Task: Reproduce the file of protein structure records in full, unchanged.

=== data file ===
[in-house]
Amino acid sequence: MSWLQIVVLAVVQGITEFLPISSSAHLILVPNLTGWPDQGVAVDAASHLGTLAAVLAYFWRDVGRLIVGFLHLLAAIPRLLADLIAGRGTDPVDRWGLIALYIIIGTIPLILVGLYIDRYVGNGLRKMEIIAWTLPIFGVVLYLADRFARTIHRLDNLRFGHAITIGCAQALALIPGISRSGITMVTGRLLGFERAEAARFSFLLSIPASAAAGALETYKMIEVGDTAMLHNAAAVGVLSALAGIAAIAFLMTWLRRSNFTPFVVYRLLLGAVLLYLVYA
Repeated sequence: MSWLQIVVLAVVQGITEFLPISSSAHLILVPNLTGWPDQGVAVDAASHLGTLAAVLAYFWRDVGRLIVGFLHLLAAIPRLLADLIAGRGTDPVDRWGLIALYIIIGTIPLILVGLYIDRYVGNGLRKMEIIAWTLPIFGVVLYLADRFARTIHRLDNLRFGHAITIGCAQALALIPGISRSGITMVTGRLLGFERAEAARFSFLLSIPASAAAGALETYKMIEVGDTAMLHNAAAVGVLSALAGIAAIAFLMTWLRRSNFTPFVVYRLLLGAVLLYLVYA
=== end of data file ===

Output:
[in-house]
Amino acid sequence: MSWLQIVVLAVVQGITEFLPISSSAHLILVPNLTGWPDQGVAVDAASHLGTLAAVLAYFWRDVGRLIVGFLHLLAAIPRLLADLIAGRGTDPVDRWGLIALYIIIGTIPLILVGLYIDRYVGNGLRKMEIIAWTLPIFGVVLYLADRFARTIHRLDNLRFGHAITIGCAQALALIPGISRSGITMVTGRLLGFERAEAARFSFLLSIPASAAAGALETYKMIEVGDTAMLHNAAAVGVLSALAGIAAIAFLMTWLRRSNFTPFVVYRLLLGAVLLYLVYA
Repeated sequence: MSWLQIVVLAVVQGITEFLPISSSAHLILVPNLTGWPDQGVAVDAASHLGTLAAVLAYFWRDVGRLIVGFLHLLAAIPRLLADLIAGRGTDPVDRWGLIALYIIIGTIPLILVGLYIDRYVGNGLRKMEIIAWTLPIFGVVLYLADRFARTIHRLDNLRFGHAITIGCAQALALIPGISRSGITMVTGRLLGFERAEAARFSFLLSIPASAAAGALETYKMIEVGDTAMLHNAAAVGVLSALAGIAAIAFLMTWLRRSNFTPFVVYRLLLGAVLLYLVYA